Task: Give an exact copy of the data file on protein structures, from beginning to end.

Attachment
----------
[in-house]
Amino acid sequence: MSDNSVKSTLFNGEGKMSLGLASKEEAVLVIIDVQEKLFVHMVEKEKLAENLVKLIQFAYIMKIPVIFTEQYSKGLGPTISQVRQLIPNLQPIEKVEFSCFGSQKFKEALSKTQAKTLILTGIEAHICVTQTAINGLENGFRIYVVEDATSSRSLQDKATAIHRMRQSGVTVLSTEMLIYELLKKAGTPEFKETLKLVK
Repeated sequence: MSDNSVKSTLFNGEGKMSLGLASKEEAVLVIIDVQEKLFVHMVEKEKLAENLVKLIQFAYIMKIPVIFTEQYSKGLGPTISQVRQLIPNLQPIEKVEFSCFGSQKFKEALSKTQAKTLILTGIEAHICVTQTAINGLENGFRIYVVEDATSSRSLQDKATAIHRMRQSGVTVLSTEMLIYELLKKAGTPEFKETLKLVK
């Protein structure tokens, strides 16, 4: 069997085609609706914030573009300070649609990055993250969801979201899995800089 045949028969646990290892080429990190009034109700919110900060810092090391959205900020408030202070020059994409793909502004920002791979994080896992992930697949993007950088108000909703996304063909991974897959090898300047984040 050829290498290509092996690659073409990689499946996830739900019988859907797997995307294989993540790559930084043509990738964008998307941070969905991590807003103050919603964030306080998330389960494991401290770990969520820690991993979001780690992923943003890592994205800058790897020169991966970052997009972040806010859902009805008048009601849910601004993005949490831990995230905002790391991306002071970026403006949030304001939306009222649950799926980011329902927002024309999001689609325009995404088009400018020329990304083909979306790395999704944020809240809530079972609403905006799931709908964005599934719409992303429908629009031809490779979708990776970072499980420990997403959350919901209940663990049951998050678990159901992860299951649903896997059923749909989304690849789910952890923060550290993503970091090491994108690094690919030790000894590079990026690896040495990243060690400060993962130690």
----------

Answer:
[in-house]
Amino acid sequence: MSDNSVKSTLFNGEGKMSLGLASKEEAVLVIIDVQEKLFVHMVEKEKLAENLVKLIQFAYIMKIPVIFTEQYSKGLGPTISQVRQLIPNLQPIEKVEFSCFGSQKFKEALSKTQAKTLILTGIEAHICVTQTAINGLENGFRIYVVEDATSSRSLQDKATAIHRMRQSGVTVLSTEMLIYELLKKAGTPEFKETLKLVK
Repeated sequence: MSDNSVKSTLFNGEGKMSLGLASKEEAVLVIIDVQEKLFVHMVEKEKLAENLVKLIQFAYIMKIPVIFTEQYSKGLGPTISQVRQLIPNLQPIEKVEFSCFGSQKFKEALSKTQAKTLILTGIEAHICVTQTAINGLENGFRIYVVEDATSSRSLQDKATAIHRMRQSGVTVLSTEMLIYELLKKAGTPEFKETLKLVK
């Protein structure tokens, strides 16, 4: 069997085609609706914030573009300070649609990055993250969801979201899995800089 045949028969646990290892080429990190009034109700919110900060810092090391959205900020408030202070020059994409793909502004920002791979994080896992992930697949993007950088108000909703996304063909991974897959090898300047984040 050829290498290509092996690659073409990689499946996830739900019988859907797997995307294989993540790559930084043509990738964008998307941070969905991590807003103050919603964030306080998330389960494991401290770990969520820690991993979001780690992923943003890592994205800058790897020169991966970052997009972040806010859902009805008048009601849910601004993005949490831990995230905002790391991306002071970026403006949030304001939306009222649950799926980011329902927002024309999001689609325009995404088009400018020329990304083909979306790395999704944020809240809530079972609403905006799931709908964005599934719409992303429908629009031809490779979708990776970072499980420990997403959350919901209940663990049951998050678990159901992860299951649903896997059923749909989304690849789910952890923060550290993503970091090491994108690094690919030790000894590079990026690896040495990243060690400060993962130690």